You may even find you need a few RV ladders to perform various functions around your motorhome. Depending on the size of your rig and whether any ladders or steps are already built in to the motorhome, you might want to consider one – or several – of the following ladders to bring with you on road trips.

Also, a word of caution and safety – if you’re traveling with young children, make sure you never leave ladders open or accessible where curious kids could climb them without supervision. To keep yourself safe, make sure you only use your ladder according to manufacturer guidelines and have someone nearby to spot you if you’re climbing a tall ladder.

a man hanging from his RV ladder

Types of RV Ladders

Indoor RV ladders are useful if you have high storage spaces you find difficult to reach. If your RV doesn’t have a built-in ladder on the outside of your rig, you’ll need to purchase outdoor RV ladders for washing and maintaining your motorhome. You may also need bunk ladders for your RV.

1.) Multi-purpose ladders

A multi-purpose ladder can be adjusted, depending on the job you need it to do. Multi-purpose ladders are usually extendable, and you can use them as step ladders, scaffolds, wall ladders, or stairway ladders. You could find yourself using a multi-purpose ladder in a variety of different situations, and it can be a valuable asset.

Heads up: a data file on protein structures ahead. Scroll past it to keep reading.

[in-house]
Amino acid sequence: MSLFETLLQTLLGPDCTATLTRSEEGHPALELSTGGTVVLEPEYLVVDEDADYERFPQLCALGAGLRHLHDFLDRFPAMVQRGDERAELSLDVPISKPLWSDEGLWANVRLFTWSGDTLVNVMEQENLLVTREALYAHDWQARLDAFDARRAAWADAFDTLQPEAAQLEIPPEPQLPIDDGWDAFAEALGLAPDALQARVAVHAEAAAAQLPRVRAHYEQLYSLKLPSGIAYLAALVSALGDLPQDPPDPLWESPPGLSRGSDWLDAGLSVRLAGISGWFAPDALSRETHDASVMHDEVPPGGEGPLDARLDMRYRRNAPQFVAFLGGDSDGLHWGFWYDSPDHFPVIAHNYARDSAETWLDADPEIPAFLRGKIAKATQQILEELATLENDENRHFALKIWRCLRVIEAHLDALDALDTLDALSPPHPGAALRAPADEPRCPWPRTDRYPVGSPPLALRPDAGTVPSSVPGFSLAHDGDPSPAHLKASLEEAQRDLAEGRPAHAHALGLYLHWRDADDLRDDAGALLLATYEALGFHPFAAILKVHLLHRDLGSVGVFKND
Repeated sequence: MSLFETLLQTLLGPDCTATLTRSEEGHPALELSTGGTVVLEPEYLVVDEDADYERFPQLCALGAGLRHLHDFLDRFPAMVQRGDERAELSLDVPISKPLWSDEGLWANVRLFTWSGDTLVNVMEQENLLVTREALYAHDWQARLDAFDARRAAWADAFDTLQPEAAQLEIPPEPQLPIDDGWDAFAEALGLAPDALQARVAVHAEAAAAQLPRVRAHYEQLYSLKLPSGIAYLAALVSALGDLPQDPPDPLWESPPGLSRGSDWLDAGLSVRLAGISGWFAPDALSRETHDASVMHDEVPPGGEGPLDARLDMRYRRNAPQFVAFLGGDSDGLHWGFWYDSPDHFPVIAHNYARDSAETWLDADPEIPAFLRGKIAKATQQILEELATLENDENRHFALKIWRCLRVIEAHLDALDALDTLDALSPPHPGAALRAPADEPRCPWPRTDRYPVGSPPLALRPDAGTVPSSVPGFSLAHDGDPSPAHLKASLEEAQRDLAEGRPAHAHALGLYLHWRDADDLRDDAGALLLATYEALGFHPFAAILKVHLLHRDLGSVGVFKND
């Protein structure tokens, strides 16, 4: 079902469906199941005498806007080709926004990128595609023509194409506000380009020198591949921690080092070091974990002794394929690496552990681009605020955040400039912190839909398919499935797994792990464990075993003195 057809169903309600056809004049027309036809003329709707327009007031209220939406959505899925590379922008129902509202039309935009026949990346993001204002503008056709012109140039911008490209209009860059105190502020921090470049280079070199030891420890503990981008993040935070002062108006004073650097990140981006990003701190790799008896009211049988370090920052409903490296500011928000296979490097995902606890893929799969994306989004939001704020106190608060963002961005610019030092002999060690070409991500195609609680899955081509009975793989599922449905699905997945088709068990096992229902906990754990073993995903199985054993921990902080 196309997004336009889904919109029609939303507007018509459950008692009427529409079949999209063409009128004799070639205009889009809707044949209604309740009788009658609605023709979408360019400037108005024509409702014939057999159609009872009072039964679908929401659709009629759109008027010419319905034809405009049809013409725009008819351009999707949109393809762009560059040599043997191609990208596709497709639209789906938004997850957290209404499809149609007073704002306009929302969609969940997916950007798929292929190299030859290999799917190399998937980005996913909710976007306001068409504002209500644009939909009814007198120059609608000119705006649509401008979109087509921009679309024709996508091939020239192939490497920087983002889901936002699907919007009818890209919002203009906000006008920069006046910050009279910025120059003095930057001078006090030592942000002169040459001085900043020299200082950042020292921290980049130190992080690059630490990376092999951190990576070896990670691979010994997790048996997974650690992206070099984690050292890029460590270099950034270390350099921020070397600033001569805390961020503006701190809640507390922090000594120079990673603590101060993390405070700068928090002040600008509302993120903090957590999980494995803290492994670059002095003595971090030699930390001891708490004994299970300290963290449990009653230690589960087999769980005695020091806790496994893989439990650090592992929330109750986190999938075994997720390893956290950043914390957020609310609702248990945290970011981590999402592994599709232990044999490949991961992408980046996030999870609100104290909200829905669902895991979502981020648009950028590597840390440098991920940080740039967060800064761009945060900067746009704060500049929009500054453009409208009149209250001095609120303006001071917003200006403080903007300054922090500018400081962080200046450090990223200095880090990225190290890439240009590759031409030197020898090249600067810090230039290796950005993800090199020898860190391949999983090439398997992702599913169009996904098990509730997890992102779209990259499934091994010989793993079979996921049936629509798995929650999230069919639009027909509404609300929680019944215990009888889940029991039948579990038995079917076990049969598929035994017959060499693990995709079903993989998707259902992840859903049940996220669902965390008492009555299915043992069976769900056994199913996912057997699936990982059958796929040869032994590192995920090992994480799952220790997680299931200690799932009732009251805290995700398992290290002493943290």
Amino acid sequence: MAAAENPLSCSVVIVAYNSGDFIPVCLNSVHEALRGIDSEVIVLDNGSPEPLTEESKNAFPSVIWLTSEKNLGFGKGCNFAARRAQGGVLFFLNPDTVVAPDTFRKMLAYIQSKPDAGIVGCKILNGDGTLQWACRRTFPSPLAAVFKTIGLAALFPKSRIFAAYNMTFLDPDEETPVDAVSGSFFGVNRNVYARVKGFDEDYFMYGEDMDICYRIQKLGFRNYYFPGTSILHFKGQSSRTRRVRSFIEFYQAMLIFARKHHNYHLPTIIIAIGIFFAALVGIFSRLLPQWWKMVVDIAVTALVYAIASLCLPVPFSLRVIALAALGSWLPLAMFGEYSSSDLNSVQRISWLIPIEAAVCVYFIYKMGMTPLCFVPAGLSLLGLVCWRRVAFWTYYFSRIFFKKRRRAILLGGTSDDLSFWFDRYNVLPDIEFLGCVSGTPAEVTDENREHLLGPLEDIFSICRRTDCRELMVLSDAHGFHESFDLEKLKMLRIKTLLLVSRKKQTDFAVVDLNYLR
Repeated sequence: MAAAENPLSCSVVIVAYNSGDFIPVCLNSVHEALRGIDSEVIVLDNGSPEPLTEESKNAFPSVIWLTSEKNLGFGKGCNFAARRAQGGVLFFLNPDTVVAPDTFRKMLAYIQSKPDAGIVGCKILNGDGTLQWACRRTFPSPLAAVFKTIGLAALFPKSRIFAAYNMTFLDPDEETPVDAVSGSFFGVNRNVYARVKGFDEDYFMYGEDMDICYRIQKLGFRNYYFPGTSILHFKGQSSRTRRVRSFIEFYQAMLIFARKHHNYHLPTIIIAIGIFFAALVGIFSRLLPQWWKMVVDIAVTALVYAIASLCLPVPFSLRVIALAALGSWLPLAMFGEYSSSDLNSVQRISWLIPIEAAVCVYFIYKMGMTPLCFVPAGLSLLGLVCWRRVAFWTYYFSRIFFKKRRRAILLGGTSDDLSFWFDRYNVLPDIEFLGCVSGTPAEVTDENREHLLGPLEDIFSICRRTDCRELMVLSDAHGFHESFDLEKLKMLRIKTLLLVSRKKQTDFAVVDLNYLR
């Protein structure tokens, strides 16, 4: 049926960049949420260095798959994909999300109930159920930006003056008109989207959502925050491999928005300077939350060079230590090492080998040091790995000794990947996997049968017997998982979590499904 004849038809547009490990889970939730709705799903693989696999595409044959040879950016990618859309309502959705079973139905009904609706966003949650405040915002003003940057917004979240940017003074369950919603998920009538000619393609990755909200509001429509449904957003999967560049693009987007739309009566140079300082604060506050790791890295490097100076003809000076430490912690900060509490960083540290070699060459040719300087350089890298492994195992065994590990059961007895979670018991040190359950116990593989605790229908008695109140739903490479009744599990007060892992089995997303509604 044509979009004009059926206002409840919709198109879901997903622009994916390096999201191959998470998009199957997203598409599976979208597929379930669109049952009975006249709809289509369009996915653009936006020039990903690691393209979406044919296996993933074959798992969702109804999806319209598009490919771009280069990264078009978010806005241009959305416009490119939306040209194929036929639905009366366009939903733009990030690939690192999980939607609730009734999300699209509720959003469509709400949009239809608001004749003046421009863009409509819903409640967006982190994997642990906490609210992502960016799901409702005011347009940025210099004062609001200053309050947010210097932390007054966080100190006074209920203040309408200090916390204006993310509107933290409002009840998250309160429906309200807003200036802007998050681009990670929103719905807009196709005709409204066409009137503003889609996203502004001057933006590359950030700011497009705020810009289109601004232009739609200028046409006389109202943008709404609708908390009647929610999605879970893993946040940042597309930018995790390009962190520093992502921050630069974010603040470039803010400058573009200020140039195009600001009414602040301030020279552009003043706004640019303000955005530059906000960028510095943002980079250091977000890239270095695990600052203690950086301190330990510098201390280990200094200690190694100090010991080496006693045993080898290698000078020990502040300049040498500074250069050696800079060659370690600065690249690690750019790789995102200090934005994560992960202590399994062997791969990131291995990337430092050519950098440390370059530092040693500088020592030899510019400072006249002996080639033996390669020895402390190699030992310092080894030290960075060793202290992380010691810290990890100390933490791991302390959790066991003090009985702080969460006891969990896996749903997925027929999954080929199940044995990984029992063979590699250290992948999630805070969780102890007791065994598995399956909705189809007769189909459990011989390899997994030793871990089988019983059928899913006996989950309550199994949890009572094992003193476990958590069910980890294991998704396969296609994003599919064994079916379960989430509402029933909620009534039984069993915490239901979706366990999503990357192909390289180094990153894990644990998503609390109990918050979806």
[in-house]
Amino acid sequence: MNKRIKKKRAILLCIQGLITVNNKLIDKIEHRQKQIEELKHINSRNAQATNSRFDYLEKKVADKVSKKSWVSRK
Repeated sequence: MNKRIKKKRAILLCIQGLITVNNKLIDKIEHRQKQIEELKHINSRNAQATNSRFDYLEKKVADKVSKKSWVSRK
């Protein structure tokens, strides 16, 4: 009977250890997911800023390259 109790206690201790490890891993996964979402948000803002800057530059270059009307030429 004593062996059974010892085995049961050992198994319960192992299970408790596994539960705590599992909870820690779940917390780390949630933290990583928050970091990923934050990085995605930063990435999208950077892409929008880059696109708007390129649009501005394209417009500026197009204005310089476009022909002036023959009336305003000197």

2.) Exterior RV ladders

Exterior ladders are used on the outside of your RV, to help you wash or perform maintenance on your rig and access your roof. You’ll want to make sure any exterior ladder you use is rust-resistant and able to withstand bad weather.

3.) Bunk ladders

RV bunk ladders can’t really be repurposed to use in other situations, but if you have bunk beds that are used frequently, especially by kids who need help climbing up, they’re going to be a useful addition to your motorhome.

4.) Step ladders

Step ladders will be helpful when you need to reach high storage in your RV or to help kids reach sinks and other areas that are out of their reach. Most step ladders also fold and can be easily tucked away and stored.

How do I choose what RV Ladder is right for me?

If you have a rounded trailer like an Airstream, a telescoping ladder will work better for you. An A-frame ladder will work better for a more squared-off motorhome. If your RV doesn’t have one, you may also want to install an exterior RV ladder so you have a quick, permanent way to access your roof.